CNS.com has the whole story, which concerns not only Geert Wilders' freedom of expression, but also yours and mine:
The government of the world's most populous Islamic state says YouTube has two days to take down a Dutch lawmaker's provocative film on the Koran or it will block access to the popular video-sharing Web site....
YouTube--of course, obviously, naturally--should say, Forget you. Go bully someone else. But will it?
In Indonesia, a former Dutch colony, Information Minister Mohammad Nuh told a press briefing in Jakarta Tuesday he had sent a letter to YouTube demanding the film, "Fitna," be removed. If it did not comply, he said, the government in cooperation with Internet service providers would block the site...
So, block it, Mr. Censor--I mean, Mr. Information Minister.
In response to queries, a YouTube spokesperson said the site allows people "to express themselves and to communicate with a global audience.
The diversity of the world in which we live -- spanning the vast dimensions of ethnicity, religion, nationality, language, political opinion, gender, and sexual orientation, to name a few -- means that some of the beliefs and views of some individuals may offend others," she said.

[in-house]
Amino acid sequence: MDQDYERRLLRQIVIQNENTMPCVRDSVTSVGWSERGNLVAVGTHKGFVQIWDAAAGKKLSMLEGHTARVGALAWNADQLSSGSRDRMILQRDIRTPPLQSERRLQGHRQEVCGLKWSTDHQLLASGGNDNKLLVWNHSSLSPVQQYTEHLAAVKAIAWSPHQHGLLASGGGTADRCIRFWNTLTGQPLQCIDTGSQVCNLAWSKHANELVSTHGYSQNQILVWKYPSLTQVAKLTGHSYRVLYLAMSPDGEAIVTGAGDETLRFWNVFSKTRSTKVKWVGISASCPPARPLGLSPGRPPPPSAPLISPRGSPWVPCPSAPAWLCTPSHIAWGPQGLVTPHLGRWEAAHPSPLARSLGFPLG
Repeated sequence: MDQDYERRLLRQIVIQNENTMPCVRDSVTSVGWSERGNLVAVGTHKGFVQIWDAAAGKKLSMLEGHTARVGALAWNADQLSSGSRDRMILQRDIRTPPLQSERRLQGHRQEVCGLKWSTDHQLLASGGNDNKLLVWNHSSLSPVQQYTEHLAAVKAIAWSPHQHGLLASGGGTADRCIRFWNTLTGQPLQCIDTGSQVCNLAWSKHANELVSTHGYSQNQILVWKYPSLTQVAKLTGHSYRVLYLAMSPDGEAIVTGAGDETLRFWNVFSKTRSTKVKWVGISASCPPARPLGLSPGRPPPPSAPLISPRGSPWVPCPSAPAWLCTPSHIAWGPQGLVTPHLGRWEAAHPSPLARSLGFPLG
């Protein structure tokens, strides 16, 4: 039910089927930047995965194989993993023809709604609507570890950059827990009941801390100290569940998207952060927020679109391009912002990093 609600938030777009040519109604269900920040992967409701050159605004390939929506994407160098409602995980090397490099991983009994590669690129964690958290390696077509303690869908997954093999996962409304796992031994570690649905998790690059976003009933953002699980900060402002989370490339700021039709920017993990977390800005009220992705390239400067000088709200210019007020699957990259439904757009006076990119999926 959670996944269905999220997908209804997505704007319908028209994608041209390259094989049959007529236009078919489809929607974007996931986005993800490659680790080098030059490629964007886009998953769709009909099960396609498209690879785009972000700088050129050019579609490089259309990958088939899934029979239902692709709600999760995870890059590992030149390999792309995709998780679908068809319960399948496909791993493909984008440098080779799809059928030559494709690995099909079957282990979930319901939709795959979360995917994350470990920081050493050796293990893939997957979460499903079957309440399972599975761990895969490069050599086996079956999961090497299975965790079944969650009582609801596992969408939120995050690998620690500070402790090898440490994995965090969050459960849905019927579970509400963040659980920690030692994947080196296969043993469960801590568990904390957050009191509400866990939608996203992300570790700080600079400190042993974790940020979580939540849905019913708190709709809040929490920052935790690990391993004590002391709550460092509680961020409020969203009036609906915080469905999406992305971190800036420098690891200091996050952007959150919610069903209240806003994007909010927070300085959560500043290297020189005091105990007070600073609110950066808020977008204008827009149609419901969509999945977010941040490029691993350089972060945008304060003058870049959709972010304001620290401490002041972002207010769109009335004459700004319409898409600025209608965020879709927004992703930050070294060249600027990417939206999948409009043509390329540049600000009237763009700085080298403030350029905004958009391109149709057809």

So far, so good. What is not so good--in fact, what is constricting, if not downright strangling--are moves against freedom of speech now underway at the international level. In wrapping up on Indonesians' responses either to kill or officially ban Wilders, bar Fitna or YouTube, or demand larger and deeper bows from the Holland's government, CNSNews notes:
But Indonesia's Prosperous Justice Party (PKS), a party with strong Islamic credentials that supports Yudhoyono, said that unless the Netherlands apologizes to the world's Islamic countries, Muslims everywhere should boycott Dutch products (similar calls have been made in neighboring Malaysia and other Muslim countries.)
PKS lawmaker Al Muzzammil Yusuf also said the Indonesian government should take a more proactive role in efforts at the U.N. to set up a convention outlawing harassment of a religion.
Ah, the U.N.
Moves towards that goal, lent impetus by the 2006 uproar over the publication of newspaper cartoons satirizing Mohammed, are being led in the world body by the OIC.